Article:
My daily activities are not unusual,
I’m just naturally in harmony with them.
Grasping nothing, discarding nothing . . .
Supernatural power and marvelous activity –
Drawing water and carrying firewood.
—Layman Pang (740-808)
I am part of the Mexican sangha and I have been meditating for many years. I took Jukai with Nyogen Roshi in 2001 at the former Maezumi Kuroda Zen Center in Mexico City. At the time, I was about to leave the country to study for a master’s degree in applied economics, and although I was not a constant practitioner during those early years, my practice still impacted my life. I currently sit sesshin every month at the Templo del Escorpión Negro in Tepoztlán, Mexico, amid its breathtakingly beautiful surroundings and with Hosso Sensei as my guide. I also try to go to the Hazy Moon twice yearly to sit with our American sangha.
Nyogen Roshi tells us that when he used to resist giving talks, Maezumi Roshi would say: A buddha knows how to talk. My work as an assistant professor requires me to give many presentations on topics related to social development, which is a subject I feel very connected to. However, as long as I can remember, I have been terrified of speaking publicly—especially when I have to say something personal. Shortly after I graduated from college, I gave a presentation on my recent work. My mind went completely blank and I couldn’t remember anything I had planned to say. My boss at the time just stared at me in bewilderment. Luckily, PowerPoint came along, and just following the slides assured me that I wouldn’t blank out again.
But my fear went deeper. I think part of it is cultural—women in my country are not generally very confident and assertive. While attending university, I would only participate in a class if I was sure that I was saying something intelligent. Because of my negative self-image, that didn’t happen very often.
Even with preparation, I still feel a rush of nervousness before speaking to a group. Afterwards, my mind goes wild judging my performance. Usually my thoughts are negative, and I go back-and-forth identifying all the things I said that were incorrect or silly, beating myself up. Nyogen Roshi reminds us that one of the precepts is not speaking ill of the Three Treasures, and each one of us is the Three Treasures. When I spiral into self-criticism I know that I am speaking ill of the Buddha.
Recently a friend admitted to me that she has long been afraid to speak up in public, so she makes a point of always saying something in meetings. I have now adopted that intention. The more I practice, the more clearly I recognize the negative and self-deprecating thoughts that arise after speaking. When my practice is steady, these thoughts dissipate by themselves. If not, I can turn to counting my breath and negative thoughts fade away.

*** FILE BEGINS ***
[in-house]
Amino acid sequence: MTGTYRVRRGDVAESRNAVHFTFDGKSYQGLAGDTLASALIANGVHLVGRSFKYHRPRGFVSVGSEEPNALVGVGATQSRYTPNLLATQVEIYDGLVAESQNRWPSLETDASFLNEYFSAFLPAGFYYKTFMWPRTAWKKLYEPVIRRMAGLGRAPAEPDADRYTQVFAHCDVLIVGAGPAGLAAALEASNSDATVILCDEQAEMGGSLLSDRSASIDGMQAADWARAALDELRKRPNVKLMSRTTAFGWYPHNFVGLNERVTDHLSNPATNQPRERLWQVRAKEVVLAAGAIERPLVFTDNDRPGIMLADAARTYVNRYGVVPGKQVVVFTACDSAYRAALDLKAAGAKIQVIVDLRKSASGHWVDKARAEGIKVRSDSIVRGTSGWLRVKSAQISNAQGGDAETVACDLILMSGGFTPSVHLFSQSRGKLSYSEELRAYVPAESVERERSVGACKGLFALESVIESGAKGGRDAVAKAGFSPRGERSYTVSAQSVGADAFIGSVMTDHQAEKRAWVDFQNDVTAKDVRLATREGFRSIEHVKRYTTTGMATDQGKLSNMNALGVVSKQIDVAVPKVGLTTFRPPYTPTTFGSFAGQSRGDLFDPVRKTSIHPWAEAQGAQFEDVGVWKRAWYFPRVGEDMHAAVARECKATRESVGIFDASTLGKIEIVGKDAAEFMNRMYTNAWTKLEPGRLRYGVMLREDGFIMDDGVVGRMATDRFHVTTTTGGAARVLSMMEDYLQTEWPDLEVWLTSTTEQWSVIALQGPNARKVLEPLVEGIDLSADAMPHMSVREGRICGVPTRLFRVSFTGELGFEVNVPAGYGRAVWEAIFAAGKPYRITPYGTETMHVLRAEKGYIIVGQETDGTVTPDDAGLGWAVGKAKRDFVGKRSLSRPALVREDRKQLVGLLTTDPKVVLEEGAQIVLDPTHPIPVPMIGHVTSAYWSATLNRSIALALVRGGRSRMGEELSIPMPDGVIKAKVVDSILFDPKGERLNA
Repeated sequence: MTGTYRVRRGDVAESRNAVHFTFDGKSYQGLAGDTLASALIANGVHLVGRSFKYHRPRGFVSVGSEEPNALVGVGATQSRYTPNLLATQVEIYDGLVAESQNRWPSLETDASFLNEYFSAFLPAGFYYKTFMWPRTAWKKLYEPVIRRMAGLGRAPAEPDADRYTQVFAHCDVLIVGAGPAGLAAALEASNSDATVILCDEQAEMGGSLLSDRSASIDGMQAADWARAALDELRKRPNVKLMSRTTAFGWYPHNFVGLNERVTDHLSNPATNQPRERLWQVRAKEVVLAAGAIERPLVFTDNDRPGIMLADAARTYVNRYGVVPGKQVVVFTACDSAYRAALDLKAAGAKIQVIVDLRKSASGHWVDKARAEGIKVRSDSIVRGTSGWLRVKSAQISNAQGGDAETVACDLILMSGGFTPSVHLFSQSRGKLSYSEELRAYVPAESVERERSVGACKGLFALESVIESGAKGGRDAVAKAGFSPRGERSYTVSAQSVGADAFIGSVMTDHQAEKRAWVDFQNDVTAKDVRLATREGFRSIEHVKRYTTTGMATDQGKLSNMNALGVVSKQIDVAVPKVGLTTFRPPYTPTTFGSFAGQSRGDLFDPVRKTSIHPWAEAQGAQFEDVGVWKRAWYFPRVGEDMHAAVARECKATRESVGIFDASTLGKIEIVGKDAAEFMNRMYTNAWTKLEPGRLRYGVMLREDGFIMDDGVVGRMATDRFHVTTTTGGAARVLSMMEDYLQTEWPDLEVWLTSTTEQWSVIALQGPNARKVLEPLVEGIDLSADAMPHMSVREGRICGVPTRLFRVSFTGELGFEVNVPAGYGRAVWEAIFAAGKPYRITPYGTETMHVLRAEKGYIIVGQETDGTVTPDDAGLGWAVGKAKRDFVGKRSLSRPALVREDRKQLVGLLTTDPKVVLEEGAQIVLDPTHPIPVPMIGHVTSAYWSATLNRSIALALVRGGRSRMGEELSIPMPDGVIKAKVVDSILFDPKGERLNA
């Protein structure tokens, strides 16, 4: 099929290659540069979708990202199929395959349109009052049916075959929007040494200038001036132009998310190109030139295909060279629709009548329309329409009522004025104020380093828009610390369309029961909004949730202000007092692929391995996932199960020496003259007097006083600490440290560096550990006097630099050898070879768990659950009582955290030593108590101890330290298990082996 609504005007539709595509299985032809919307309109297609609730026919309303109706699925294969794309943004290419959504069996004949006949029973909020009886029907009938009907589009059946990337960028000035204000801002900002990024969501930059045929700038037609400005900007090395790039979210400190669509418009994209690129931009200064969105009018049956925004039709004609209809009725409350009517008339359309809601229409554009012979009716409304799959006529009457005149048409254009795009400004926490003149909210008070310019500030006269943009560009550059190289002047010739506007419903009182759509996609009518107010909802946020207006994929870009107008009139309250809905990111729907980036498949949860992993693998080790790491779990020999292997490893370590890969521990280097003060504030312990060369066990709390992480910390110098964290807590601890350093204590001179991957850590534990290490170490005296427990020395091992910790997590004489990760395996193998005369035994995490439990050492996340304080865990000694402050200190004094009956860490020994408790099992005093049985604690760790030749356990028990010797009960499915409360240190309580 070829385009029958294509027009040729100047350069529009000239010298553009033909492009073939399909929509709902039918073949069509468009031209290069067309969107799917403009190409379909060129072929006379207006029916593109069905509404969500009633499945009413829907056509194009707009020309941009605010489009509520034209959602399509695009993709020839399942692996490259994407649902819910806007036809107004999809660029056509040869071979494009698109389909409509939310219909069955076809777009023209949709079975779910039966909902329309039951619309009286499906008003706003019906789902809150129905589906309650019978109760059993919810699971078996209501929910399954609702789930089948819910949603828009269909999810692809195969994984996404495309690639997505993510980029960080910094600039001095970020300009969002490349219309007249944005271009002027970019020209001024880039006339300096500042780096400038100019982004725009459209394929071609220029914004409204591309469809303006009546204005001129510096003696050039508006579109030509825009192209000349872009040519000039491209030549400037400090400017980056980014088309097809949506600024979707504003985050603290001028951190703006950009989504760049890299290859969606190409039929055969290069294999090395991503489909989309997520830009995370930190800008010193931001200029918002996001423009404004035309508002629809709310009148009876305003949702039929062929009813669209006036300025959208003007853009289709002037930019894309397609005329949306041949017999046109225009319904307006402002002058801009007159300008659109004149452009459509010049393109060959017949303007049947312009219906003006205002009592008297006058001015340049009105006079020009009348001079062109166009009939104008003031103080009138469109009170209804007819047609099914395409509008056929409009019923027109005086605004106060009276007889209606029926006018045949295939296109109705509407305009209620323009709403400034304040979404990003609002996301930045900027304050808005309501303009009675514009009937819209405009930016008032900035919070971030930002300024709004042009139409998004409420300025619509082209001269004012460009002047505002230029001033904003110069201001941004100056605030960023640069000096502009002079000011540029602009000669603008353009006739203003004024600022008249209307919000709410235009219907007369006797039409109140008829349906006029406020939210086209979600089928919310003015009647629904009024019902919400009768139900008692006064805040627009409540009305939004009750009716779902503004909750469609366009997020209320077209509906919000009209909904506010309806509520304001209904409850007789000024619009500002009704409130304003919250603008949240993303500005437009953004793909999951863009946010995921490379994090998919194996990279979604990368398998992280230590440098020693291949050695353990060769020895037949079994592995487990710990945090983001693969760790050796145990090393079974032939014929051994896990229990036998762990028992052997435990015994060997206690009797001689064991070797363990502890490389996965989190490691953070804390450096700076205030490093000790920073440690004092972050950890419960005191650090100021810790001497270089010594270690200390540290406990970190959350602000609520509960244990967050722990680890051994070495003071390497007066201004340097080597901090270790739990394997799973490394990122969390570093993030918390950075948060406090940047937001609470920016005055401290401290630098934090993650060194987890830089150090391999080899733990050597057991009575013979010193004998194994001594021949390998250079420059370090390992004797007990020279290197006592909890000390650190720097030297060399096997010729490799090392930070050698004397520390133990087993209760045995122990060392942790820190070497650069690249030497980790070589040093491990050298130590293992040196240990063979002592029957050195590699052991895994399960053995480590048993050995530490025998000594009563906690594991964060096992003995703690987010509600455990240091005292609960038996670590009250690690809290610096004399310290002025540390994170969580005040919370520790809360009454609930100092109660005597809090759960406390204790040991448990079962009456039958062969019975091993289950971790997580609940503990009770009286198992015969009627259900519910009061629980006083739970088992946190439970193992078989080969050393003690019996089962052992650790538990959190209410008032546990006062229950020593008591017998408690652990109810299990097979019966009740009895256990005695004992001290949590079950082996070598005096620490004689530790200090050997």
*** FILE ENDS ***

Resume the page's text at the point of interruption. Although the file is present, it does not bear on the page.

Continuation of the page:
Not long ago I gave a presentation with a colleague. I was not nervous before I stood up to talk, but as I started to speak, I interpreted my colleague’s body language to mean that something was wrong. My heart started racing, and when I finished the presentation my mind spun with negative thoughts. I started counting my breath; it took a while, but when we left the room I was myself again. I didn’t even ask my colleague what she thought. Later, she said the presentation had gone well. All along I was misinterpreting her gestures negatively, inventing a problem for myself. I know that with my practice, I can be more present when this kind of anxiety surfaces.
As my practice has grown more consistent, I have given talks where I shared personal experiences and even made jokes! This is an almost unbelievable transformation. I am more relaxed, present and less self-conscious. Recently I was able to publicly engage with someone who was extremely angry, where before I would have avoided any confrontation. A friend told me I was brave, but I disagree. I wasn’t being brave, I just had a clearer mind that comes with practice. I spent so many years judging myself for the bodily reactions that happen when I get nervous; now I don’t fight it anymore—I go immediately to my breath.
Even more important than helping me with public speaking is how my practice has given me the space to be open and kinder to myself. This is a continuous practice, and the support of my teachers and sangha are crucial to sustaining it.